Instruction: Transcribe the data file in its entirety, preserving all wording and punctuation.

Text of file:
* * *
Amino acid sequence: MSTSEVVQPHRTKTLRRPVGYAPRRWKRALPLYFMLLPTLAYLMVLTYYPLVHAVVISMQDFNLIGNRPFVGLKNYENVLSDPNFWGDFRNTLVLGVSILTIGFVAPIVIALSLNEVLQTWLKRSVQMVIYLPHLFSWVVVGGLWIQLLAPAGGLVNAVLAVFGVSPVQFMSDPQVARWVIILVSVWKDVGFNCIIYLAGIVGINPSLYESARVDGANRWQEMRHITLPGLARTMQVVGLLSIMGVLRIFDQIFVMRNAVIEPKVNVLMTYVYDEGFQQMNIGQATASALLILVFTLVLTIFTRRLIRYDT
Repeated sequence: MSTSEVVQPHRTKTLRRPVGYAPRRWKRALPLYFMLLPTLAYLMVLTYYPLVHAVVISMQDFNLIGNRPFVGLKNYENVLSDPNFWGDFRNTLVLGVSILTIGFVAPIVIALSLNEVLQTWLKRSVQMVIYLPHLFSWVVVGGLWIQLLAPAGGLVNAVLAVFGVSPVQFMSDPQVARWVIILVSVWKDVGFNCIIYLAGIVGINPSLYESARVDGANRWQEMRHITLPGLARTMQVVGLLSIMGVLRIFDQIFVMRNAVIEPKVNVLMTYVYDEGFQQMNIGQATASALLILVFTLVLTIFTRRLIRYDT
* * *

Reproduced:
Amino acid sequence: MSTSEVVQPHRTKTLRRPVGYAPRRWKRALPLYFMLLPTLAYLMVLTYYPLVHAVVISMQDFNLIGNRPFVGLKNYENVLSDPNFWGDFRNTLVLGVSILTIGFVAPIVIALSLNEVLQTWLKRSVQMVIYLPHLFSWVVVGGLWIQLLAPAGGLVNAVLAVFGVSPVQFMSDPQVARWVIILVSVWKDVGFNCIIYLAGIVGINPSLYESARVDGANRWQEMRHITLPGLARTMQVVGLLSIMGVLRIFDQIFVMRNAVIEPKVNVLMTYVYDEGFQQMNIGQATASALLILVFTLVLTIFTRRLIRYDT
Repeated sequence: MSTSEVVQPHRTKTLRRPVGYAPRRWKRALPLYFMLLPTLAYLMVLTYYPLVHAVVISMQDFNLIGNRPFVGLKNYENVLSDPNFWGDFRNTLVLGVSILTIGFVAPIVIALSLNEVLQTWLKRSVQMVIYLPHLFSWVVVGGLWIQLLAPAGGLVNAVLAVFGVSPVQFMSDPQVARWVIILVSVWKDVGFNCIIYLAGIVGINPSLYESARVDGANRWQEMRHITLPGLARTMQVVGLLSIMGVLRIFDQIFVMRNAVIEPKVNVLMTYVYDEGFQQMNIGQATASALLILVFTLVLTIFTRRLIRYDT